Military based in southern Mindanao says dozens more Abu Sayyaf members wounded, captured in troubled Sulu and Basilan
More than 100 members of a Daesh-linked militant group have been killed in the Philippines’ troubled south since intensified combat operations were launched in July, according to the military’s Western Mindanao Command.
Spokesman Maj. Filemon Tan Jr. said Tuesday that the fatalities included around 60 Abu Sayyaf members killed in the island province of Sulu and another 52 in nearby Basilan.
He added 19 militants were wounded and 30 others captured in Sulu, while 10 were reportedly wounded and 68 others were either captured or surrendered in Basilan.
On the military side, 22 soldiers were killed in Sulu and six in Basilan, with a total of 36 other troops wounded in action.
The military’s regional spokesman revealed the number of casualties on both sides a day after President Rodrigo Duterte -- who has ordered security forces to “destroy” the Abu Sayyaf -- traveled to Sulu to visit soldiers wounded during weekend clashes.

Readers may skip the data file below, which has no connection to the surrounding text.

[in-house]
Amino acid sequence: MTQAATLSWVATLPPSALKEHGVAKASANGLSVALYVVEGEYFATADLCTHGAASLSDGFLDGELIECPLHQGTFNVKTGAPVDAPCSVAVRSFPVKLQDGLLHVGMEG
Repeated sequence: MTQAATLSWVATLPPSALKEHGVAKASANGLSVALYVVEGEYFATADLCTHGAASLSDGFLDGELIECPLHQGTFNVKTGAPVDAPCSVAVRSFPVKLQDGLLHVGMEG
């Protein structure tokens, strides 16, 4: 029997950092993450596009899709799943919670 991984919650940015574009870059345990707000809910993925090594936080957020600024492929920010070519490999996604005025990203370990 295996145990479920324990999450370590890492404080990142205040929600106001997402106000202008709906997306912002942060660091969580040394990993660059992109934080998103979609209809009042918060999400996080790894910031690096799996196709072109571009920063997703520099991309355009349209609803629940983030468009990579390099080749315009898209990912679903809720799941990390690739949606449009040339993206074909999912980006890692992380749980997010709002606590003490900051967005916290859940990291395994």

Duterte awarded each of the six wounded soldiers at a hospital in Camp Teodulfo Bautista in Jolo town a Wounded Personnel Medal.
Since 1991, the Abu Sayyaf -- armed with mostly improvised explosive devices, mortars and automatic rifles -- has carried out bombings, kidnappings, assassinations and extortions in a self-determined fight for an independent province in the Philippines.
It is notorious for beheading victims after ransoms have failed to be paid for their release.
The Abu Sayyaf is among two militant groups in the south who have pledged allegiance to Daesh, prompting fears during the stalling of a peace process between the government and the country's one-time largest Moro rebel group that it could make inroads in a region torn by decades of armed conflict.